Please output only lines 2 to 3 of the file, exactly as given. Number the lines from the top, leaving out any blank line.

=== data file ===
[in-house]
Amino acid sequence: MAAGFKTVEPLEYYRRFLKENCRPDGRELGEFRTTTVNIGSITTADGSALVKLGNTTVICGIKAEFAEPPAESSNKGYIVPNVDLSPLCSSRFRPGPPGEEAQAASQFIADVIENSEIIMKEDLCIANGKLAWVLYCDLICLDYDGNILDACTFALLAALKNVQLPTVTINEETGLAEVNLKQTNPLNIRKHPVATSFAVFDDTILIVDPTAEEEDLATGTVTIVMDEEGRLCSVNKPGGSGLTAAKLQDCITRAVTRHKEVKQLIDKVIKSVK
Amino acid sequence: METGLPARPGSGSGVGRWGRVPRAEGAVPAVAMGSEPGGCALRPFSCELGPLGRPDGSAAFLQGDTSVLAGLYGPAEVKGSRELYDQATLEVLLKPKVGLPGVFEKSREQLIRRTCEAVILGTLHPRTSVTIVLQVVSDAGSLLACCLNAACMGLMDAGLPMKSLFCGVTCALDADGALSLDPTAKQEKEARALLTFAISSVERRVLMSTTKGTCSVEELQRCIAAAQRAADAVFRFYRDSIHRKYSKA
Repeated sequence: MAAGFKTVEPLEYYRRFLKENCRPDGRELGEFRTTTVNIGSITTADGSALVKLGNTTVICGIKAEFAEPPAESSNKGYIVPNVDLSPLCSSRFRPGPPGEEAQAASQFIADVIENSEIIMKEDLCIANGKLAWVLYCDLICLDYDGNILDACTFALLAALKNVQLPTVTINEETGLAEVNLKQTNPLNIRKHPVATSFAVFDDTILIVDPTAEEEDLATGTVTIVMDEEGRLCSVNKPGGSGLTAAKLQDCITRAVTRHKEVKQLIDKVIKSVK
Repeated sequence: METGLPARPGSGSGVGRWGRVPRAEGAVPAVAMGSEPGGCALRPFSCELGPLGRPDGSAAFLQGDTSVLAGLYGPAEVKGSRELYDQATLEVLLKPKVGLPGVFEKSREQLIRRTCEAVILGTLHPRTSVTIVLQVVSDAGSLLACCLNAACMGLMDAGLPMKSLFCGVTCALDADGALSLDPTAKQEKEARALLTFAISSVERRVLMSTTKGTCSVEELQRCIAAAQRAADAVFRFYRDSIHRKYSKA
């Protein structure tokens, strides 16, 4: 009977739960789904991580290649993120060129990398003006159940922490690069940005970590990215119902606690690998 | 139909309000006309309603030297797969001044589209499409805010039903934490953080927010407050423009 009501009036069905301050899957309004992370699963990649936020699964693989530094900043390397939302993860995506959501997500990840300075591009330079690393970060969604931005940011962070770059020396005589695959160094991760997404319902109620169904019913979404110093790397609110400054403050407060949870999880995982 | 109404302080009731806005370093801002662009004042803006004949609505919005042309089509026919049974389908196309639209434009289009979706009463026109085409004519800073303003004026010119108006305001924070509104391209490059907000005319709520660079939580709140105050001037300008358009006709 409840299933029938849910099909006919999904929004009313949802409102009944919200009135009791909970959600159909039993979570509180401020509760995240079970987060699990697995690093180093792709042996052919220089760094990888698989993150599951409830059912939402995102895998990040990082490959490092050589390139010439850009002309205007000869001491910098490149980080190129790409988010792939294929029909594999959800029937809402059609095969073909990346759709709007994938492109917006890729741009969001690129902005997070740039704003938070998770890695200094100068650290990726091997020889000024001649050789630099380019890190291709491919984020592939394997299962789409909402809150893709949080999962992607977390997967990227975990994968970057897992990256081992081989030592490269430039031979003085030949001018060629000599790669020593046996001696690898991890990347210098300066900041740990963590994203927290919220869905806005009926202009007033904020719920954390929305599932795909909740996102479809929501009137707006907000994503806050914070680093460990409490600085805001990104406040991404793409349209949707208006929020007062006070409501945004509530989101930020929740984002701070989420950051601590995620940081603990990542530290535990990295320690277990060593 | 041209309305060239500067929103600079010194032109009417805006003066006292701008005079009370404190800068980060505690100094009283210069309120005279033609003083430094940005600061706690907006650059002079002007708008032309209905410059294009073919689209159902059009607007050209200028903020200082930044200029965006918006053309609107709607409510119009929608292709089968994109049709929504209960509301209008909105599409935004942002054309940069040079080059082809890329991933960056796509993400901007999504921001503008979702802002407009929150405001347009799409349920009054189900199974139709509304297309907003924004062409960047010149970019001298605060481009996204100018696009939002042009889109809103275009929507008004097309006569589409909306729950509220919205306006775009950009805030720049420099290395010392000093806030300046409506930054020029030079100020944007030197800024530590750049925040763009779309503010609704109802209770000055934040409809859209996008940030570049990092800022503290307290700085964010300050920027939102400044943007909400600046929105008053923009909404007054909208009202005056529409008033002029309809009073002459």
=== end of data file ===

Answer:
Amino acid sequence: MAAGFKTVEPLEYYRRFLKENCRPDGRELGEFRTTTVNIGSITTADGSALVKLGNTTVICGIKAEFAEPPAESSNKGYIVPNVDLSPLCSSRFRPGPPGEEAQAASQFIADVIENSEIIMKEDLCIANGKLAWVLYCDLICLDYDGNILDACTFALLAALKNVQLPTVTINEETGLAEVNLKQTNPLNIRKHPVATSFAVFDDTILIVDPTAEEEDLATGTVTIVMDEEGRLCSVNKPGGSGLTAAKLQDCITRAVTRHKEVKQLIDKVIKSVK
Amino acid sequence: METGLPARPGSGSGVGRWGRVPRAEGAVPAVAMGSEPGGCALRPFSCELGPLGRPDGSAAFLQGDTSVLAGLYGPAEVKGSRELYDQATLEVLLKPKVGLPGVFEKSREQLIRRTCEAVILGTLHPRTSVTIVLQVVSDAGSLLACCLNAACMGLMDAGLPMKSLFCGVTCALDADGALSLDPTAKQEKEARALLTFAISSVERRVLMSTTKGTCSVEELQRCIAAAQRAADAVFRFYRDSIHRKYSKA